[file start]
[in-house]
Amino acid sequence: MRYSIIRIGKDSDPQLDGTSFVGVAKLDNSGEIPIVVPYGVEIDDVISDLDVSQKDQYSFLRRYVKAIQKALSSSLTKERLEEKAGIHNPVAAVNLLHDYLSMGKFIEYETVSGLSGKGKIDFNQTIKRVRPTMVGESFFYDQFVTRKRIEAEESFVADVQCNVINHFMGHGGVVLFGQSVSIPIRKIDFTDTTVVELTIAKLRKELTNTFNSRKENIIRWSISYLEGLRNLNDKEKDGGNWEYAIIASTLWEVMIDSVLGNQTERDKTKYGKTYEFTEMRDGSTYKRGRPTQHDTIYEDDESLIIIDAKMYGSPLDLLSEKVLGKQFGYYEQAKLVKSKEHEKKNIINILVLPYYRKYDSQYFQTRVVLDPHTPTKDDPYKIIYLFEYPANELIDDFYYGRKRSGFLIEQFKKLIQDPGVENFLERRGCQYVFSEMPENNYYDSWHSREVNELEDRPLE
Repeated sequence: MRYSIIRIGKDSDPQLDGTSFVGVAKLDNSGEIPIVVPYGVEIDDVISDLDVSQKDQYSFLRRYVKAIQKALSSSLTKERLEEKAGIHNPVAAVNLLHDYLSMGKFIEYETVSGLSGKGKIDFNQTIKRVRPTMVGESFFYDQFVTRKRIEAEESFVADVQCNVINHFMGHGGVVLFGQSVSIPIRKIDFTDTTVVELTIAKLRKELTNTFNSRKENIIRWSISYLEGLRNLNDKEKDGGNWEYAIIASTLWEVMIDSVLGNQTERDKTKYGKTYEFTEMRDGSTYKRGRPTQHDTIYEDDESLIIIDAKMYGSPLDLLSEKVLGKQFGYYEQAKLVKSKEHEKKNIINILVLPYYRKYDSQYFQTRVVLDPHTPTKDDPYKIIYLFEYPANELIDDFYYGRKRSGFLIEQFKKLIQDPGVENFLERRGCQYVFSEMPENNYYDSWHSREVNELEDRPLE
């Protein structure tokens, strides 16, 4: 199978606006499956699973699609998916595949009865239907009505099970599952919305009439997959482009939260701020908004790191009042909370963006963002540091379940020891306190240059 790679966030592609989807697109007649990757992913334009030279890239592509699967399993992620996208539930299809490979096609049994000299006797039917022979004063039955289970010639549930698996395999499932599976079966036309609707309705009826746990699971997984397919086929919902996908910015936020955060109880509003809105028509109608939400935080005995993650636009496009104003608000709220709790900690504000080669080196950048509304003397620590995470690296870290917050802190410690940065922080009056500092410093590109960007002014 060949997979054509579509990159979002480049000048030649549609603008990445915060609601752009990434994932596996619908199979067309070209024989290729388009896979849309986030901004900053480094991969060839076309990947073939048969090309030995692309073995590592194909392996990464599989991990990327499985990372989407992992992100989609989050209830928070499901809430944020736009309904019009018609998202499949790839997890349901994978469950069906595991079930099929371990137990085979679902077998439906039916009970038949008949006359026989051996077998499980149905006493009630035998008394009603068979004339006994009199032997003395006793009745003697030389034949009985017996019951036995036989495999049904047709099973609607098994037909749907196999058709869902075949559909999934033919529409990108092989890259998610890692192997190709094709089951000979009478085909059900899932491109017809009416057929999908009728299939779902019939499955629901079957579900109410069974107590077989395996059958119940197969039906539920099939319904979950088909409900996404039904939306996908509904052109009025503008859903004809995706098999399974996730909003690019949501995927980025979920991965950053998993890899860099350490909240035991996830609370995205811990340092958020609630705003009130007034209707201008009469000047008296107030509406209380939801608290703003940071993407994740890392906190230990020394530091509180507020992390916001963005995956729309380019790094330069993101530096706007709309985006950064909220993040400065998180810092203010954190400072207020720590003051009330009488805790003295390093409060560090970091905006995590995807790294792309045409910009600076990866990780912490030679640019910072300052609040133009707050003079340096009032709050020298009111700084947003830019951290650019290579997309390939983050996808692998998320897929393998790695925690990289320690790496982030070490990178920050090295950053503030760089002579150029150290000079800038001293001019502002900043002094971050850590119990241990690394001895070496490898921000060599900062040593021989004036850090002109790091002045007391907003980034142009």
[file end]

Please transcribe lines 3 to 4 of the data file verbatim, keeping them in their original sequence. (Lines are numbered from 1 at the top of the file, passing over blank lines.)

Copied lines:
Repeated sequence: MRYSIIRIGKDSDPQLDGTSFVGVAKLDNSGEIPIVVPYGVEIDDVISDLDVSQKDQYSFLRRYVKAIQKALSSSLTKERLEEKAGIHNPVAAVNLLHDYLSMGKFIEYETVSGLSGKGKIDFNQTIKRVRPTMVGESFFYDQFVTRKRIEAEESFVADVQCNVINHFMGHGGVVLFGQSVSIPIRKIDFTDTTVVELTIAKLRKELTNTFNSRKENIIRWSISYLEGLRNLNDKEKDGGNWEYAIIASTLWEVMIDSVLGNQTERDKTKYGKTYEFTEMRDGSTYKRGRPTQHDTIYEDDESLIIIDAKMYGSPLDLLSEKVLGKQFGYYEQAKLVKSKEHEKKNIINILVLPYYRKYDSQYFQTRVVLDPHTPTKDDPYKIIYLFEYPANELIDDFYYGRKRSGFLIEQFKKLIQDPGVENFLERRGCQYVFSEMPENNYYDSWHSREVNELEDRPLE
């Protein structure tokens, strides 16, 4: 199978606006499956699973699609998916595949009865239907009505099970599952919305009439997959482009939260701020908004790191009042909370963006963002540091379940020891306190240059 790679966030592609989807697109007649990757992913334009030279890239592509699967399993992620996208539930299809490979096609049994000299006797039917022979004063039955289970010639549930698996395999499932599976079966036309609707309705009826746990699971997984397919086929919902996908910015936020955060109880509003809105028509109608939400935080005995993650636009496009104003608000709220709790900690504000080669080196950048509304003397620590995470690296870290917050802190410690940065922080009056500092410093590109960007002014 060949997979054509579509990159979002480049000048030649549609603008990445915060609601752009990434994932596996619908199979067309070209024989290729388009896979849309986030901004900053480094991969060839076309990947073939048969090309030995692309073995590592194909392996990464599989991990990327499985990372989407992992992100989609989050209830928070499901809430944020736009309904019009018609998202499949790839997890349901994978469950069906595991079930099929371990137990085979679902077998439906039916009970038949008949006359026989051996077998499980149905006493009630035998008394009603068979004339006994009199032997003395006793009745003697030389034949009985017996019951036995036989495999049904047709099973609607098994037909749907196999058709869902075949559909999934033919529409990108092989890259998610890692192997190709094709089951000979009478085909059900899932491109017809009416057929999908009728299939779902019939499955629901079957579900109410069974107590077989395996059958119940197969039906539920099939319904979950088909409900996404039904939306996908509904052109009025503008859903004809995706098999399974996730909003690019949501995927980025979920991965950053998993890899860099350490909240035991996830609370995205811990340092958020609630705003009130007034209707201008009469000047008296107030509406209380939801608290703003940071993407994740890392906190230990020394530091509180507020992390916001963005995956729309380019790094330069993101530096706007709309985006950064909220993040400065998180810092203010954190400072207020720590003051009330009488805790003295390093409060560090970091905006995590995807790294792309045409910009600076990866990780912490030679640019910072300052609040133009707050003079340096009032709050020298009111700084947003830019951290650019290579997309390939983050996808692998998320897929393998790695925690990289320690790496982030070490990178920050090295950053503030760089002579150029150290000079800038001293001019502002900043002094971050850590119990241990690394001895070496490898921000060599900062040593021989004036850090002109790091002045007391907003980034142009």